Germination of Peas

All peas prefer cool temperatures for germination, and they do better when planted directly in the garden rather than transplanted as seedlings. According to the University of Minnesota Extension, peas can be planted as soon as the soil is workable in the spring. In the northeastern United States, that's usually right around St. Patrick's Day. It's a good idea to prepare a seed bed for peas in the late fall, so it's ready to be used within days after the soil has thawed in the spring.

Handle pea seeds gently cracked or damaged pea seeds often will not germinate. Plant seeds shallowly, at about 1 to 2 inches deep, with about 6 to 7 inches of space between each seed. Cover the seeds and firm the soil over your pea row by walking over it lightly to ensure good seed-to-soil contact.

How to Grow


В Peas will grow in all soil types that are rich in organic matter, well-drained, and fertile.

Soil Preparation

Before planting, determine fertilizer needs with a soil test and then follow the recommendations given with the test report. If fertilizer applications are warranted, work the fertilizer into the top 6 inches of soil. If you fertilize with compost, apply no more than 1 inch of well-composted organic matter per 100 square feet of garden area.


Peas are cool weather, frost tolerant vegetables that require soil and air temperatures to remain below 80ВєF for best germination and plant growth. Start planting peas as soon as you can till the soil in the spring. Seedlings will emerge in 7-10 days when planted in soil of 55-65ВєF. Peas do poorly when temperatures exceed 80ВєF.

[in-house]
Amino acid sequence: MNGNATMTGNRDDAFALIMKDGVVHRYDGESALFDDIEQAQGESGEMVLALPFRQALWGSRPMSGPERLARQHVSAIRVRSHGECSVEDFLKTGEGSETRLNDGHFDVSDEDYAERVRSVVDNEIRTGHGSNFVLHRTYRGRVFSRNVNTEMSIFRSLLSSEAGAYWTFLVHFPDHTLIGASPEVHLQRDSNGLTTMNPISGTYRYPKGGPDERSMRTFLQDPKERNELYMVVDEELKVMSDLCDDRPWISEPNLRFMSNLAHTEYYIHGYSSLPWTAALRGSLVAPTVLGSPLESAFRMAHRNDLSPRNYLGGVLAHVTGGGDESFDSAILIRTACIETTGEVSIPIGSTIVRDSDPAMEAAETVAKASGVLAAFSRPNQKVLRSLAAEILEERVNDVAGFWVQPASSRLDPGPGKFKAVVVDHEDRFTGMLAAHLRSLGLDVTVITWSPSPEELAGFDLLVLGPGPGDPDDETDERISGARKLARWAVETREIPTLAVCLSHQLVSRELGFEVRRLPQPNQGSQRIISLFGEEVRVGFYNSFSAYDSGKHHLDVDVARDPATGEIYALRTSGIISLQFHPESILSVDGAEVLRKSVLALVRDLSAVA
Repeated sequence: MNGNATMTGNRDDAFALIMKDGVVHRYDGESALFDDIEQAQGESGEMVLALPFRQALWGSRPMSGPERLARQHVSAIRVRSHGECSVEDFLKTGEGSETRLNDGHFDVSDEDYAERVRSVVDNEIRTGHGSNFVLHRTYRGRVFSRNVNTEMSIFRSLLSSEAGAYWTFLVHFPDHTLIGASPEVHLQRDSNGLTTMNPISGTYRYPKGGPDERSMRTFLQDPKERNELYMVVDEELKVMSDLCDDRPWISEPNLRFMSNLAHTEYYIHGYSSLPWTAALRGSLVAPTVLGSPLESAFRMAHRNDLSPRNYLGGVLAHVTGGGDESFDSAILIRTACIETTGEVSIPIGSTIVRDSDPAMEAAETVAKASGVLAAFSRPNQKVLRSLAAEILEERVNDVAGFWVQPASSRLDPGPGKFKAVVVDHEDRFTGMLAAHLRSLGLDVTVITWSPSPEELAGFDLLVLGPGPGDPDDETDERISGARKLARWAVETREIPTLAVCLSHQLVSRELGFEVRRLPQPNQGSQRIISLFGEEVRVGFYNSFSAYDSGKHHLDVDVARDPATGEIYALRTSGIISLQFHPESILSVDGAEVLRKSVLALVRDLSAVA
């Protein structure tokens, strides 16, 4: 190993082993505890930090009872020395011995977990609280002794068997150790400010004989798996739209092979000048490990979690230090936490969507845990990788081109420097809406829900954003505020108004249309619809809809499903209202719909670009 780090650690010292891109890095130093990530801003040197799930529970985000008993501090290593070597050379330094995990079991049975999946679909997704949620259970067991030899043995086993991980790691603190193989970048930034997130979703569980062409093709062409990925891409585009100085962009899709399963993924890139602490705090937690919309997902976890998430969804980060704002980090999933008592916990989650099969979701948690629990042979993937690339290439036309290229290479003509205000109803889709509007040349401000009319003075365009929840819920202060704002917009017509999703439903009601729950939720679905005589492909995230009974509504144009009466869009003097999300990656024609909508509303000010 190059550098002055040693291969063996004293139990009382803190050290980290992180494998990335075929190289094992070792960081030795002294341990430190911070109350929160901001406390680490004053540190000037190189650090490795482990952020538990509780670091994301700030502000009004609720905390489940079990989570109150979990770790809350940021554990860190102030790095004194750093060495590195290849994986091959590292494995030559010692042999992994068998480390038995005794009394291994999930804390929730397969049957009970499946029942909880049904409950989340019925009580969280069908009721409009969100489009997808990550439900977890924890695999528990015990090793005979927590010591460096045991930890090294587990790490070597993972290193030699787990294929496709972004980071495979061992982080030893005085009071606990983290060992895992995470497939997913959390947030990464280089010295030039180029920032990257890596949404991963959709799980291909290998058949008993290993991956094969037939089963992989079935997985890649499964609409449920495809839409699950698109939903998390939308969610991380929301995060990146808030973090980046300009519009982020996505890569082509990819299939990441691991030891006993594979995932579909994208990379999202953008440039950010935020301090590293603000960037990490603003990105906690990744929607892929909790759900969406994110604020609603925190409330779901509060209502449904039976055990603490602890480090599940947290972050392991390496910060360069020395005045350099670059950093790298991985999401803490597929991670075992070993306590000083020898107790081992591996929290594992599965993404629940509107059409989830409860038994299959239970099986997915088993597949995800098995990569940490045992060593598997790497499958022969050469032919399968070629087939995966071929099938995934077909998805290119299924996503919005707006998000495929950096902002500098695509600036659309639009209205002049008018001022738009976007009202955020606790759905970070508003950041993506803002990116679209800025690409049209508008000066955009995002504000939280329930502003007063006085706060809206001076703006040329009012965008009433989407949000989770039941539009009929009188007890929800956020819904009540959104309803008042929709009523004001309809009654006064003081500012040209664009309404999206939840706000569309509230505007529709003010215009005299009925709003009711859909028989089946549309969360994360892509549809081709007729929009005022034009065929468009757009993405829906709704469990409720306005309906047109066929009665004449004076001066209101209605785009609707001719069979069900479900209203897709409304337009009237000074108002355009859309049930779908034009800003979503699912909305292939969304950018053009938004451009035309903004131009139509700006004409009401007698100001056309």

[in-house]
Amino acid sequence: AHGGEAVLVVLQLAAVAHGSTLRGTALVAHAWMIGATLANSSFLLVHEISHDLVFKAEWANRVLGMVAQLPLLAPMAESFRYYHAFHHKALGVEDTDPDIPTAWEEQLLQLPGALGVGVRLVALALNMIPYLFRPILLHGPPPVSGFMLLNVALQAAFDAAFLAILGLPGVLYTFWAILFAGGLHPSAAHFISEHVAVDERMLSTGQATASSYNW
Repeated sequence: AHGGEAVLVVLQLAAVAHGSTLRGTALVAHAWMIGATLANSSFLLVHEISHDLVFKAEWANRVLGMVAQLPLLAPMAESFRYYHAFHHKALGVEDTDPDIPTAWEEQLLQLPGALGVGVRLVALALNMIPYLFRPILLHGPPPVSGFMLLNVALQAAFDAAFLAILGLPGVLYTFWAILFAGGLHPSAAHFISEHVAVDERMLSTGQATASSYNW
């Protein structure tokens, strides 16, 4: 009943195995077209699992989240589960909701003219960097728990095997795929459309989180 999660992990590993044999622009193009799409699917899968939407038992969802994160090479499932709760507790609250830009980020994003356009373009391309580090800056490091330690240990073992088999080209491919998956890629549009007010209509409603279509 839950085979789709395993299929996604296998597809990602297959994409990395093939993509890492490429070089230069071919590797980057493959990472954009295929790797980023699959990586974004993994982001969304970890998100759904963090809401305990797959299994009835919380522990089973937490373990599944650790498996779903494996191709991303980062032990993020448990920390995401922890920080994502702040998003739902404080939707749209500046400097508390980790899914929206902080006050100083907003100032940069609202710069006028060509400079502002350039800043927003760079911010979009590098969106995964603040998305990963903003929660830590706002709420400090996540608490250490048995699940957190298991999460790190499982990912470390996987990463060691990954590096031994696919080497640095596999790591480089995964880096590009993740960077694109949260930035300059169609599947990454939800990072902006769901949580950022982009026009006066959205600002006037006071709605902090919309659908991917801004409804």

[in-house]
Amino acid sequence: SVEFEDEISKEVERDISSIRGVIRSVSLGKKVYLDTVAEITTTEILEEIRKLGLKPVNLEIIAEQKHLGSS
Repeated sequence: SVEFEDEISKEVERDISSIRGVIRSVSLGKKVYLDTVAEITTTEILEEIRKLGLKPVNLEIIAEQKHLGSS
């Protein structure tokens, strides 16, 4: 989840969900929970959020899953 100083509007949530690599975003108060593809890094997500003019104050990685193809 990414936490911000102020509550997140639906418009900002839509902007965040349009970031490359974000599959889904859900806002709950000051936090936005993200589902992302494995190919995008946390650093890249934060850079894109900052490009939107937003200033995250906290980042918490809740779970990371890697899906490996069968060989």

Planting and Spacing

To plant 100 feet of row, you will need about 2-3 ounces of seed. Extra seed can be stored and used the next year. Plant seeds ВЅ-1 inch deep, spaced 1-2 inches apart, in rows 12-24 inches apart. No thinning is necessary if plant stands are too thick. Plant garden and dry peas every 14-21 days until April 1 in warm regions and May 1 in cooler regions. Peas require 60-70 days to mature depending on variety. Snap peas generally produce pods over a longer time period so only one planting is necessary. Garden peas can be planted again around mid-August in Northern Utah and mid-September in warm areas of Southern Utah for fall production. Mulching the crop during the summer will improve soil water loss and increase nutrient availability. Yields of fall grown peas are much lower than spring sown plantings


Most pea varieties are self-supporting during growth. Taller pea varieties are more productive and easier to harvest if caged, trellised, or fenced. Wooden poles, wire cages, or other fencing materials make ideal supports for peas. Snap and snow peas climb naturally so little additional work is required other than constructing the supports.


Peas require regular watering throughout growth for best production. Soils should be allowed to dry until half of the available water is used before re-watering to field capacity. Do not over water as wet soil promotes root rot diseases and slows plant growth. Water needs are most critical after flowering. Drought stress will decrease yield due to pod abortion and reduce seed size, increase pod stringiness, and alter seed quality. Watering amounts depend on soil type and organic matter content.


Peas do not require additional fertilizer if a fertilizer or compost was applied at planting. Adding more nitrogen will over-stimulate leaf growth, delay flowering and reduce pod set. Peas fix nitrogen from the air via soil bacteria attached to the plant roots.

Mulches and Row Covers

Fabric row covers help protect very early plantings from frosts. Apply organic mulches such as grass clippings, straw, and shredded newspaper in the heat of summer to help control weeds, improve soil water holding capacity, and reduce soil temperatures in autumn pea plantings.


It is good to cook quickly after picking so you will get its tasty flavor and sugar. You can store peas by freezing or drying. During freezing, they lose but, but this is the best way of storing. The best way is to freeze them immediately after picking. Boil peas for 2 minutes, then plunge into the ice water for 2 minutes, after draining, pack them in a plastic bag or container and freeze them. You can use them for 9 months.

You can also store peas after drying in a dehydrator, use sealed containers for storing in the winter. The quality of the stored peas will be changed as compared to the fresh peas.